State raises safety concerns about senator's proposal to privatize administration of some driver's tests

A driver's exam station in the west Twin Cities metro area.

It’s an exciting time in any teen’s life when they get their driver’s license, but the wait to take the required road test can be extremely long.

Sen. Karin Housley is trying to fix that with a bill that is getting a lot of traction at the Capitol.

Tracy Taubert, of St. Paul, told the Senate Committee about driving to Ortonville on the South Dakota border so her daughter could take the test instead of waiting for months to take it in the Twin Cities metro area.

“And she described to me the pressure that was on her, because if she failed that test, do we start all over again hunting around for exams?” asked Taubert.

Those kinds of stories and complaints and frustrations prompted Housley to try and change the system.

Her bill would allow driving instructors to also administer the tests. They would be trained, certified and supervised by the state. The state, however, does not like the plan.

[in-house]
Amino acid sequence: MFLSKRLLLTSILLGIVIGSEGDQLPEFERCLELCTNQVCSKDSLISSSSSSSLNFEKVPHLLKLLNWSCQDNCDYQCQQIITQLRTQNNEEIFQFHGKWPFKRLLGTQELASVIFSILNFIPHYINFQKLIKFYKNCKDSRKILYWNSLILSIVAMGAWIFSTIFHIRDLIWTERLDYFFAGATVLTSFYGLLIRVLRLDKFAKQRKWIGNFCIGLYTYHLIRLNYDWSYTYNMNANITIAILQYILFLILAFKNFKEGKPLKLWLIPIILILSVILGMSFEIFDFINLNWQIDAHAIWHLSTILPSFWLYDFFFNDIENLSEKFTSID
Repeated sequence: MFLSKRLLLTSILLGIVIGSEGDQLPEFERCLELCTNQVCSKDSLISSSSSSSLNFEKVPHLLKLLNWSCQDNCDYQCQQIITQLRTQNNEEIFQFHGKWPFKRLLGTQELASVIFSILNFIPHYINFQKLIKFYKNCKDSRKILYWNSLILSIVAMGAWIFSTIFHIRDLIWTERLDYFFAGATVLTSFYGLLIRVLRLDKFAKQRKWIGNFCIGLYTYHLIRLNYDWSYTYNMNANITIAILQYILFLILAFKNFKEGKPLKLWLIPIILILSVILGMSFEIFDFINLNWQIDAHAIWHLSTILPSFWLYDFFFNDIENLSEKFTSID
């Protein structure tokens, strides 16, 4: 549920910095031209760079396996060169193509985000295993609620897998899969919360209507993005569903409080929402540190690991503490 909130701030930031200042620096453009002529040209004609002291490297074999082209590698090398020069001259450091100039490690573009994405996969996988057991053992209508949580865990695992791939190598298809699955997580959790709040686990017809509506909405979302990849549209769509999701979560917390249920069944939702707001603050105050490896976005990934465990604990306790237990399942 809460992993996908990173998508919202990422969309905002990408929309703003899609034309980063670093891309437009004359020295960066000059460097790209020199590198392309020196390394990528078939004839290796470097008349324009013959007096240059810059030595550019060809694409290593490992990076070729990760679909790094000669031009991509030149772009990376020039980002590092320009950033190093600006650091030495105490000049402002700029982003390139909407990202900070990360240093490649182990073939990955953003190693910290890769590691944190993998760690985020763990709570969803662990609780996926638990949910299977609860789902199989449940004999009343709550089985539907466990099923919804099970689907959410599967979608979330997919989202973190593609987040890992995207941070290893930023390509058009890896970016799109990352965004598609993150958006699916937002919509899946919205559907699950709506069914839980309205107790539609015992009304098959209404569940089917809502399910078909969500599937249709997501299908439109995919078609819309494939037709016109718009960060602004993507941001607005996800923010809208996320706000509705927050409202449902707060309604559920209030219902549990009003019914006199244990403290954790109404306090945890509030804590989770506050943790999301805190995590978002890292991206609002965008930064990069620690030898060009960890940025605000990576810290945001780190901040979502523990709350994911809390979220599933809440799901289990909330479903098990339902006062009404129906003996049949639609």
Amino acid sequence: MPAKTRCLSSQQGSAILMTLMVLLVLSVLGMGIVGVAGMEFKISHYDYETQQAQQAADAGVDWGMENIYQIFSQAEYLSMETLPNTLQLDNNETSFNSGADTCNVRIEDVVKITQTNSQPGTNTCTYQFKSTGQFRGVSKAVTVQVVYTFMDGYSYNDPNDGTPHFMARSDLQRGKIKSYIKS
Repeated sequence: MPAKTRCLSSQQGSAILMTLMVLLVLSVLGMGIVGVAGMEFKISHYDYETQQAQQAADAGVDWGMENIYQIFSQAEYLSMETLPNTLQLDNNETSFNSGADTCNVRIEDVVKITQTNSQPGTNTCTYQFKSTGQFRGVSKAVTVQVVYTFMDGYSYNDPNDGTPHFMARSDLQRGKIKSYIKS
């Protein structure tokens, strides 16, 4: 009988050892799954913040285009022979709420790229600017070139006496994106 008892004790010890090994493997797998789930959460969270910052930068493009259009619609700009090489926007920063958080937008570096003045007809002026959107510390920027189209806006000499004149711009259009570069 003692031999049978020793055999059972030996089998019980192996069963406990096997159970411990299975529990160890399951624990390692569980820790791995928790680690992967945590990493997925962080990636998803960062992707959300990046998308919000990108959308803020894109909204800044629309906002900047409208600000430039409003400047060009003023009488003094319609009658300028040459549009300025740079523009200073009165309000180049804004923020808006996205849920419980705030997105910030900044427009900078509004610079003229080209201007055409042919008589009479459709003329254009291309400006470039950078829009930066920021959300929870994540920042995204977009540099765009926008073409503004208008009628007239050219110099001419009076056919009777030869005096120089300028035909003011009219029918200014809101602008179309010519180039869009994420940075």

“From the perspective of the Department of Public Safety, this is a safety issue,” said DPS Assistant Commissioner Tim Lynaugh.

He said states with third party testers have higher accident rates, but offered no evidence they are connected. He said they’re working on the system’s efficiency.

For one, they are no longer allowing driving schools to reserve blocks of testing time and charging students extra for those slots. That practice has clogged schedules for everyone else.

Lynaugh said re-tests and no-shows are also a burden on the system.

“Consistently, 20 percent of those scheduled to have an exam do not show up every single day,” he said.

Housley pushed back against questions of safety.

“The commissioner would also have oversight of these third party testing stations, so it is apples to apples right there. So safety is important no matter who is testing,” she said.